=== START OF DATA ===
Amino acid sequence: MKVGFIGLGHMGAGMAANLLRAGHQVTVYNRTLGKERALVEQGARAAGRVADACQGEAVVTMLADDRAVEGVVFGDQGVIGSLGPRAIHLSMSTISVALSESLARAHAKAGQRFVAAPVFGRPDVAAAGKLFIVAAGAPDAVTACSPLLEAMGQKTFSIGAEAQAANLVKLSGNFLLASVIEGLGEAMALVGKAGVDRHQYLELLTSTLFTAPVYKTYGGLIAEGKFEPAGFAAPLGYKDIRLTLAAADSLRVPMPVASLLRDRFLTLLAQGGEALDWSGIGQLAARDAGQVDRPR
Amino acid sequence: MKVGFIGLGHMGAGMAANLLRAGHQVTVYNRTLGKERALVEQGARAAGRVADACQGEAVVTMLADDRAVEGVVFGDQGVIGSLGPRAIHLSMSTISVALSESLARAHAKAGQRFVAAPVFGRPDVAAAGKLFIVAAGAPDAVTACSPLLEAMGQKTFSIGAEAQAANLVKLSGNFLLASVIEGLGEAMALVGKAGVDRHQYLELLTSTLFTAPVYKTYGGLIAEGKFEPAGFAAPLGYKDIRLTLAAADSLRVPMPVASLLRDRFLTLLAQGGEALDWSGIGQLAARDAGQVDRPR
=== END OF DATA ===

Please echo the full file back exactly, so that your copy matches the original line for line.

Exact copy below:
Amino acid sequence: MKVGFIGLGHMGAGMAANLLRAGHQVTVYNRTLGKERALVEQGARAAGRVADACQGEAVVTMLADDRAVEGVVFGDQGVIGSLGPRAIHLSMSTISVALSESLARAHAKAGQRFVAAPVFGRPDVAAAGKLFIVAAGAPDAVTACSPLLEAMGQKTFSIGAEAQAANLVKLSGNFLLASVIEGLGEAMALVGKAGVDRHQYLELLTSTLFTAPVYKTYGGLIAEGKFEPAGFAAPLGYKDIRLTLAAADSLRVPMPVASLLRDRFLTLLAQGGEALDWSGIGQLAARDAGQVDRPR
Amino acid sequence: MKVGFIGLGHMGAGMAANLLRAGHQVTVYNRTLGKERALVEQGARAAGRVADACQGEAVVTMLADDRAVEGVVFGDQGVIGSLGPRAIHLSMSTISVALSESLARAHAKAGQRFVAAPVFGRPDVAAAGKLFIVAAGAPDAVTACSPLLEAMGQKTFSIGAEAQAANLVKLSGNFLLASVIEGLGEAMALVGKAGVDRHQYLELLTSTLFTAPVYKTYGGLIAEGKFEPAGFAAPLGYKDIRLTLAAADSLRVPMPVASLLRDRFLTLLAQGGEALDWSGIGQLAARDAGQVDRPR